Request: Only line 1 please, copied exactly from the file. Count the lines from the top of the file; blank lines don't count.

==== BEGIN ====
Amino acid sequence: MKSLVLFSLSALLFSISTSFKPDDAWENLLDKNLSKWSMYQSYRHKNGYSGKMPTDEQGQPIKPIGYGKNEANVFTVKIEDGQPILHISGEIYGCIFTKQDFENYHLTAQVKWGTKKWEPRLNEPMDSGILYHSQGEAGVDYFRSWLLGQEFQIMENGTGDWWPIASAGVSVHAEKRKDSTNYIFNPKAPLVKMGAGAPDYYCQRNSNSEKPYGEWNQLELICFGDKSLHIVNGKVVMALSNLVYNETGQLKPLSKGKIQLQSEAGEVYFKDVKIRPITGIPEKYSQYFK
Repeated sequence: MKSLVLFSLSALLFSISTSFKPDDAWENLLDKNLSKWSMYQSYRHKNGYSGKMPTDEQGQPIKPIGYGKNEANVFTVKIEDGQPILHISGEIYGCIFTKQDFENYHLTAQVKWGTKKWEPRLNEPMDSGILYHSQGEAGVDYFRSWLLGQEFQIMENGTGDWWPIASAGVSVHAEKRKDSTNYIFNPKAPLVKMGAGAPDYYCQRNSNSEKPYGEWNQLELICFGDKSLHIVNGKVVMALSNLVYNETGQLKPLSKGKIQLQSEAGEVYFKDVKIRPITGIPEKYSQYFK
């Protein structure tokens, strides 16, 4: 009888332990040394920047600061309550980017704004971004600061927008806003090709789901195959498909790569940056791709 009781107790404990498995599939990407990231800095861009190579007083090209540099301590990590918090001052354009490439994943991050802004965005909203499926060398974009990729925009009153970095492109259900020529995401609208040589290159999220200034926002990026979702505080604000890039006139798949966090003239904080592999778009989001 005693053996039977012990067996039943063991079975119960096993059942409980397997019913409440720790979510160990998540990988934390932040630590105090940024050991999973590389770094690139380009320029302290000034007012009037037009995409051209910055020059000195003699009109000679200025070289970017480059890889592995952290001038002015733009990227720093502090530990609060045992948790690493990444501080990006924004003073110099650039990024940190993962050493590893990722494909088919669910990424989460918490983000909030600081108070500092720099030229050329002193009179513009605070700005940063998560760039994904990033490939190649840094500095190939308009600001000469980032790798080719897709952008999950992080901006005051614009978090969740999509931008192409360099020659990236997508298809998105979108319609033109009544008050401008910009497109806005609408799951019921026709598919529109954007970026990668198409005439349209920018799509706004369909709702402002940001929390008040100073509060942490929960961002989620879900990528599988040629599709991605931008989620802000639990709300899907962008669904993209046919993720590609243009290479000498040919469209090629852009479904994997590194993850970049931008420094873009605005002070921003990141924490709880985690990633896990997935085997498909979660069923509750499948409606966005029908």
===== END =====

Amino acid sequence: MKSLVLFSLSALLFSISTSFKPDDAWENLLDKNLSKWSMYQSYRHKNGYSGKMPTDEQGQPIKPIGYGKNEANVFTVKIEDGQPILHISGEIYGCIFTKQDFENYHLTAQVKWGTKKWEPRLNEPMDSGILYHSQGEAGVDYFRSWLLGQEFQIMENGTGDWWPIASAGVSVHAEKRKDSTNYIFNPKAPLVKMGAGAPDYYCQRNSNSEKPYGEWNQLELICFGDKSLHIVNGKVVMALSNLVYNETGQLKPLSKGKIQLQSEAGEVYFKDVKIRPITGIPEKYSQYFK